In Internet of Things projects, much of the opportunity for services may come from back-end changes to the IT infrastructure, in addition to connecting and monitoring devices, solution providers told CRN.
Jim VanderMey, chief innovation officer at Open Systems Technologies, a Grand Rapids, Mich.-based solution provider, said that working in IoT has positioned the solution provider as a systems integrator in charge of cloud, storage and infrastructure. "We're dealing with the EVP of product design. We're dealing with digital designers. We've shifted from being a reseller to building out infrastructure in Microsoft and Amazon cloud platforms. We've adopted a strong cloud competency. It's not the typical purvue of a normal reseller," he said.
A recent survey by research company 451 Research found that the collection, storage, transport and analysis of IoT data is impacting "all aspects" of IT infrastructure.
451 Research found that 32 percent of organizations deploying IoT are planning increases in storage capacity, while 30 percent are planning increases in network edge equipment in the next 12 months to help "manage the IoT data storm." Customers are also looking to increase their server and off-premises cloud infrastructures, the survey found.
"The majority of customers are trying to understand the business value around the sheer amount of raw data generated," Rich Karpinski, research director at 451 Research, said. "While some enterprises say that in the future they will do more analytics – including heavy data processing and analysis driven by big data or AI – at the network edge, for now that deeper analysis is happening in company-owned data centers or in the public cloud.”
More than half of the companies surveyed said they initially store and analyze IoT data at a company-owned data center. The company found that "IT-centric projects are the dominant IoT use cases" – particularly data center management, as well as surveillance and security monitoring.
Meanwhile, IoT data remains stored there for two-thirds of organizations, while nearly one-third of the respondents move the data to a public cloud, according to 451 Research's survey.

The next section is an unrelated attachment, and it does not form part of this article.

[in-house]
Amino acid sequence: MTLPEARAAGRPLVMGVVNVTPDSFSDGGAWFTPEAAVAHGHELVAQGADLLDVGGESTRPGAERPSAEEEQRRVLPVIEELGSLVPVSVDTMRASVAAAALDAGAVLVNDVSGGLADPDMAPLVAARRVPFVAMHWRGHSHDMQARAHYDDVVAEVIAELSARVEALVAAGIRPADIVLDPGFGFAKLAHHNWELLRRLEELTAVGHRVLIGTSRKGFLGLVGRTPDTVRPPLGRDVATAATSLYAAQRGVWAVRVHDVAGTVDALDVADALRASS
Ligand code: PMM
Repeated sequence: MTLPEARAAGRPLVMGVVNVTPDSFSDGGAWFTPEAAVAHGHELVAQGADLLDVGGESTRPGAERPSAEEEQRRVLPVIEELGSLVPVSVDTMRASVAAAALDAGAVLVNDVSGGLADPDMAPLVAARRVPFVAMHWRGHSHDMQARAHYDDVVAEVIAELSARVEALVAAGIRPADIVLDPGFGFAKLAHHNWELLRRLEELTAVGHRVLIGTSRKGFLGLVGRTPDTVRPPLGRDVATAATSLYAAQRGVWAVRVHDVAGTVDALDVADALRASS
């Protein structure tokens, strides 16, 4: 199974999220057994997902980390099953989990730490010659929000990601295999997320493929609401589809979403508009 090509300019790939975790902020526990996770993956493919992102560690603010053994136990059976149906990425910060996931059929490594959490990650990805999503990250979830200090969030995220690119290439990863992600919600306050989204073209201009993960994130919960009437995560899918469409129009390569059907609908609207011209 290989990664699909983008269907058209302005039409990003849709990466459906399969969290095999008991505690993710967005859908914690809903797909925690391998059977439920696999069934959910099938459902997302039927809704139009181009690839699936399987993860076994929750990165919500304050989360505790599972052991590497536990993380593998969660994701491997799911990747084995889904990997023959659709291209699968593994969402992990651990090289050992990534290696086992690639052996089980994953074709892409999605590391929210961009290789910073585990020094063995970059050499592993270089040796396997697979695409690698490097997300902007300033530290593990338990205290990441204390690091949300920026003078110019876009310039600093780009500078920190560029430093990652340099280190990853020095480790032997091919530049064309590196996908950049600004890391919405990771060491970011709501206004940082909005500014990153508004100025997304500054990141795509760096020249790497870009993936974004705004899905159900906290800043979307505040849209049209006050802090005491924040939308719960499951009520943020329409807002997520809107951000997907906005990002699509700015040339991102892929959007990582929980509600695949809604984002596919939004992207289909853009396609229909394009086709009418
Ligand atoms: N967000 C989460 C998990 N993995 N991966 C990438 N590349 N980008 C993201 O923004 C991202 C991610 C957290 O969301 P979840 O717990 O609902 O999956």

In OST's case, the solution provider has provided professional services to build a cloud architecture at the backend and design it in a way where customers could layer applications on top of it, said VanderMey said.
"We've sold storage for internally-hosted projects," he said. "AWS and Azure capabilities are amazing and increasing all the time. Keeping up with those offerings in the IoT space and helping customers stay up to date is part of our business model. The natural affinity for IoT is a cloud-based storage platform."
While there is a certain amount of data stored in the cloud, other solution providers are finding that many customers who need real-time data analysis – such as factory floors and connected car manufacturers – are finding action at the edge.
Just under half of the respondents to 451 Research's survey said they do IoT data processing, such as data analysis, data aggregation or data filtering, at the edge. Twenty-two percent said they analyze data on the device, and 23 percent said data is analyzed in nearby IT infrastructure.
"Edge is becoming much more important than I had predicted ... there's a continued push from customers to get closer and closer to the edge," said Brian Blanchard, vice president of cloud solutions at 10th Magnitude, a Chicago-based solution provider. "The largest opportunities for the channel is adding data analytics to managed service providers' stack with a data driven approach."
451 Research found that as soon as two years in the future, facilities automation will likely be the most popular IoT use case, and line-of-business-centric supply chain management is expected to gain traction as well.
"For channel partners, helping customers figure out what they should be doing with all that IoT data and how to justify that investment will help customers not just cut costs, but also drive business values," said Karpinski.